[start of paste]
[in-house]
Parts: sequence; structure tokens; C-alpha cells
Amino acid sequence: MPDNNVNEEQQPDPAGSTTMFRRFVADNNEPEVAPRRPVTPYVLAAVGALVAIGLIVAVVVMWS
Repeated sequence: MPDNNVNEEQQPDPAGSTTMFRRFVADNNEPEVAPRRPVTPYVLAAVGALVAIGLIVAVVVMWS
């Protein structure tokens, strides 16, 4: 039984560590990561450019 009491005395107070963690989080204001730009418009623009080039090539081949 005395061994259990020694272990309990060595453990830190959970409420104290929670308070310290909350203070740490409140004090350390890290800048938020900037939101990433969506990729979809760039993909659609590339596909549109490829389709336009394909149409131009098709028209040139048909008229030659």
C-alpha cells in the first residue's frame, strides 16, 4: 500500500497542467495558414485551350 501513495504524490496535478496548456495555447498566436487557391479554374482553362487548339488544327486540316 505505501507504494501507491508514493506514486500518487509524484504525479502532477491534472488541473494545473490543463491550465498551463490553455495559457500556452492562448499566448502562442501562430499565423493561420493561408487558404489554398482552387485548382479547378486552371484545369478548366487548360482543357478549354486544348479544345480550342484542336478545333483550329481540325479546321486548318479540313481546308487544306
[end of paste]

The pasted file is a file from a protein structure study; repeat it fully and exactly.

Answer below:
[in-house]
Parts: sequence; structure tokens; C-alpha cells
Amino acid sequence: MPDNNVNEEQQPDPAGSTTMFRRFVADNNEPEVAPRRPVTPYVLAAVGALVAIGLIVAVVVMWS
Repeated sequence: MPDNNVNEEQQPDPAGSTTMFRRFVADNNEPEVAPRRPVTPYVLAAVGALVAIGLIVAVVVMWS
């Protein structure tokens, strides 16, 4: 039984560590990561450019 009491005395107070963690989080204001730009418009623009080039090539081949 005395061994259990020694272990309990060595453990830190959970409420104290929670308070310290909350203070740490409140004090350390890290800048938020900037939101990433969506990729979809760039993909659609590339596909549109490829389709336009394909149409131009098709028209040139048909008229030659």
C-alpha cells in the first residue's frame, strides 16, 4: 500500500497542467495558414485551350 501513495504524490496535478496548456495555447498566436487557391479554374482553362487548339488544327486540316 505505501507504494501507491508514493506514486500518487509524484504525479502532477491534472488541473494545473490543463491550465498551463490553455495559457500556452492562448499566448502562442501562430499565423493561420493561408487558404489554398482552387485548382479547378486552371484545369478548366487548360482543357478549354486544348479544345480550342484542336478545333483550329481540325479546321486548318479540313481546308487544306